CAIRO — Thousands of supporters and opponents of Egypt's new Islamist president clashed in Cairo's Tahrir Square on Friday, hurling stones and concrete and swinging sticks at each other in the first such violence since Mohammed Morsi took office more than three months ago.
The melee erupted between two competing rallies in Tahrir. One was by liberal and secular activists to criticize Morsi's failure to achieve promises he had made for first 100 days in power, the other by members and supporters of Morsi's Muslim Brotherhood.
Once fighting began, the activists unleashed their anger against the Brotherhood, accusing it of taking over the country through Morsi, dominating the writing of the next constitution and failing to bring about the democratic change or economic reform called for in last year's uprising that toppled longtime autocrat Hosni Mubarak.
"My conclusion here is that Morsi is just the president of the Brotherhood, that's all. We are back to square one," since Mubarak's fall, said Sayed al-Hawari, who carried a plank of wood as a shield against the volleys of stones.
It was the first outright violence to break out between the two camps since Morsi — Egypt's first freely elected president — was inaugurated in late June.
Since then, political divisions have deepened as Morsi consolidated his authority over state institutions. Egyptians are struggling with a plunging economy and security woes. Many were also stunned by a court verdict earlier this week that acquitted 24 senior figures from Mubarak's regime on charges of manslaughter and attempted murder for allegedly organizing a deadly attack on protesters during last year's revolt.
Liberal and leftist groups had called Friday's protest to demand accountability and more action from Morsi after his first 100 days in office. The liberals also want greater diversity on the panel tasked with writing Egypt's new constitution, which is packed with Islamists, including Brotherhood members.
In response, the Brotherhood called for a separate rally to denounce the acquittals of the Mubarak loyalists and demand judicial reforms to ensure justice for slain protesters. They brought in busloads of supporters from provinces to attend.
The secular camp accused the group of holding the rally to distract from their anti-Morsi protest.
The violence erupted when Brotherhood supporters stormed the activists' stage, angered by chants they perceived as insults to the president. The Islamist backers smashed loudspeakers and tore the wooden stage down, witnesses said.
A melee ensued as the supporters of each camp moved in. Some tore up chunks of concrete and paving stones to hurl, others hit each other with sticks. Gunshots were heard. Two empty buses belonging to the Brotherhood parked near the square were set on fire behind the Egyptian Museum, the repository of Egypt's pharaonic antiquities. No police were on hand in the area during the violence.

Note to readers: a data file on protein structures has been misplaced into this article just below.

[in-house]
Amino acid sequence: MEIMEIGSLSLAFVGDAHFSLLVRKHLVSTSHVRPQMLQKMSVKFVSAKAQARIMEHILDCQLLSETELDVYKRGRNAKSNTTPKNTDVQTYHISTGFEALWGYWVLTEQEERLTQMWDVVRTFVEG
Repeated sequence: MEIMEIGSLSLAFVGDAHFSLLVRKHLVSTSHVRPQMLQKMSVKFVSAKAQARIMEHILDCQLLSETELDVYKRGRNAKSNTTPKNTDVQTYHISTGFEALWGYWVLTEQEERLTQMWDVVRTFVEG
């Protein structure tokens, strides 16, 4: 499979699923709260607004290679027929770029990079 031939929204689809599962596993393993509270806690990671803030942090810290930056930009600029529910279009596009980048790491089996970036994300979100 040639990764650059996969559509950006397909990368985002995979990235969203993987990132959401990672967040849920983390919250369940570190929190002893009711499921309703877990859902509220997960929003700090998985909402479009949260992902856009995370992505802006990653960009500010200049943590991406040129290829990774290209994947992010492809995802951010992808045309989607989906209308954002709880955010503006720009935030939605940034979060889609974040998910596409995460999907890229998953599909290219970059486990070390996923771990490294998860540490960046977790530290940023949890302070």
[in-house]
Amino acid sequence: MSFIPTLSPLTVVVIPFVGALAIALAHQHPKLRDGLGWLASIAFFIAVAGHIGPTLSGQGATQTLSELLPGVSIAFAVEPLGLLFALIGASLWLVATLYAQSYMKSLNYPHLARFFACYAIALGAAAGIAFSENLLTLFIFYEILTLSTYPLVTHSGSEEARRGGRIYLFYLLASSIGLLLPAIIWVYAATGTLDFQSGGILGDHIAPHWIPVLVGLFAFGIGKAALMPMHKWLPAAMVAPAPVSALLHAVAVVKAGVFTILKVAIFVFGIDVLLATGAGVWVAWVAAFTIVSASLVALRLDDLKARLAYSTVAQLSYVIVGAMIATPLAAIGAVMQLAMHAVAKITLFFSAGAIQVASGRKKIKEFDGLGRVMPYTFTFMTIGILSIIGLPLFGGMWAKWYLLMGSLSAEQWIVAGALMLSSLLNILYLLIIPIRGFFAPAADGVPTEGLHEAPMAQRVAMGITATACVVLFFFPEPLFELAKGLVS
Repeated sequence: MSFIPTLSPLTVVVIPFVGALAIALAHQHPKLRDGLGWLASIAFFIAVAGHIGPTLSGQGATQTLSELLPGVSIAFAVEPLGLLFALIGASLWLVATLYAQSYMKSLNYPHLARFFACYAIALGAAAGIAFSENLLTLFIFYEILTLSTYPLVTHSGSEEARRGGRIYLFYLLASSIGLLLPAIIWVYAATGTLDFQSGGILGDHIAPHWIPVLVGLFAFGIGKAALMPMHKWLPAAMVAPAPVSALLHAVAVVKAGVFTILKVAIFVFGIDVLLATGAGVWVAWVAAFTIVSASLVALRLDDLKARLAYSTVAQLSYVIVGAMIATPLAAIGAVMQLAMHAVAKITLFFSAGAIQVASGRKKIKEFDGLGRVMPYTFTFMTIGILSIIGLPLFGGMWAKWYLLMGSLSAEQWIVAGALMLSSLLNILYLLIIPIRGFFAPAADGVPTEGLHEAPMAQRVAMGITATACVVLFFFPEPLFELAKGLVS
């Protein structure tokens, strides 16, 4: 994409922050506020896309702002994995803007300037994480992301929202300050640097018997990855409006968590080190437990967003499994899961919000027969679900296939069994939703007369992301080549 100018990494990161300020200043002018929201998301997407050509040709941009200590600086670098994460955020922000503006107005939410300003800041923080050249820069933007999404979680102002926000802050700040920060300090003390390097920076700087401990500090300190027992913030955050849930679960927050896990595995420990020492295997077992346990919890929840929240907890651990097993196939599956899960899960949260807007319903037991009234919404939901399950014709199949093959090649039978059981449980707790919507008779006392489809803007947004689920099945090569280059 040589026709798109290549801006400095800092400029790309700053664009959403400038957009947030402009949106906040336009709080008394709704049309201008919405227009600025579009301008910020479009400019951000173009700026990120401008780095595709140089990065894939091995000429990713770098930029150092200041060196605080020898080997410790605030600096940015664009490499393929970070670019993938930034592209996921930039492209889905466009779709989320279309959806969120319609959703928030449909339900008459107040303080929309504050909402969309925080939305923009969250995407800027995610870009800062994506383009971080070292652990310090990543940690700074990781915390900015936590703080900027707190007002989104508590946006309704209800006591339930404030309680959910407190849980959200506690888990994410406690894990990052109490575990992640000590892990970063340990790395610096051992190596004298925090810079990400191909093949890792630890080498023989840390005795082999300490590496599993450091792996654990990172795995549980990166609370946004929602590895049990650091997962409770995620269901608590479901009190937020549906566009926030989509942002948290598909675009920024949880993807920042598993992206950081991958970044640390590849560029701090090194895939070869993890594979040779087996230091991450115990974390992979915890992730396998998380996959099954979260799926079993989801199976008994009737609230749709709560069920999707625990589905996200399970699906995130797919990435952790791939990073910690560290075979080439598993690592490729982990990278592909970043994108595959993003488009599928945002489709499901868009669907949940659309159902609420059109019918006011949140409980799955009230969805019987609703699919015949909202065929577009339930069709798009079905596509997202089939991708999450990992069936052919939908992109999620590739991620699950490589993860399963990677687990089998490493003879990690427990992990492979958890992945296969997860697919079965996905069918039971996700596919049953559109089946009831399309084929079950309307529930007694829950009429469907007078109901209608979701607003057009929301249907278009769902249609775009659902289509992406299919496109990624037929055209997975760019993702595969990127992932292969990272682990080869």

The fighting went on for several hours, at times resembling scenes from the 18-day revolt against Mubarak, with one side holding one part of Tahrir, their rivals the other. Health Ministry official Ahmed al-Ansari said 12 people were treated in hospitals for head injuries.
One anti-Brotherhood protester, Abdullah Waleed, said he had voted for Morsi to prevent his presidential rival — a longtime Mubarak loyalist — from winning. "Now I regret it because they are just two faces of the same coin," he said. "Morsi has does nothing for the revolution. I want to say I am so sorry for bringing in another repressive regime."
A leftist protester, Rania Mohsen, said, "We are here against turning the state to a Brotherhood state .... We do not want to replace the old regime with a new like the old one."
A Brotherhood supporter, in turn, accused the other camp of being "thugs" who chanted against the leader of the Brotherhood and harassed the Islamists during noon prayers in Tahrir. "We have to give Morsi a chance," 19-year-old Moez Naggar, said. "The more protests we have, the less we can expect from him."
Around nightfall, fighting stopped as the Brotherhood supporters left the square in buses.
Meanwhile, Morsi was in Egypt's second largest city, Alexandria, where he pledged on Friday that former regime figures would be brought to justice despite Wednesday's verdicts.
The 24 were acquitted of organizing the so-called "Camel Battle," an incident on Feb. 2, 2011, when a crowd of Mubarak supporters —including assailants on horses and camels — attacked protesters holding a sit-in in Tahrir to demand his ouster. Two days of fighting ensued, leaving nearly a dozen dead.
In Alexandria, Morsi invoked the "martyrs of the revolution," including Khaled Said who died at the hands of Mubarak's police in Alexandria in 2010. Images of Said's severely disfigured face that had circulated widely online helped galvanize calls for last year's uprising that eventually overthrew Mubarak, after nearly 30 years in power.
"All of the segments of Egypt's society were deprived of many rights" under Mubarak, Morsi told a crowd of supporters. "And the biggest right deprived of us was the right to freedom."
Following the acquittals, Morsi on Thursday moved to dismiss the country's Mubarak-appointed prosecutor general in a bid to calm widespread anger. However, the prosecutor, Abdel-Maguid Mahmoud, refused to step down and vowed to remain in his post, citing a law that protects the prosecutor general from being ousted by the president.
Many blame the prosecutor for frequent acquittals of police and Mubarak-era officials over the past year, saying he put together shoddy cases. Egyptians were also disappointed in what they saw as a weak verdict in the trial against Mubarak. He is serving a life sentence for failing to stop the killing of protesters last year, but prosecutors did not prove he ordered killings and he was cleared of corruption charges.
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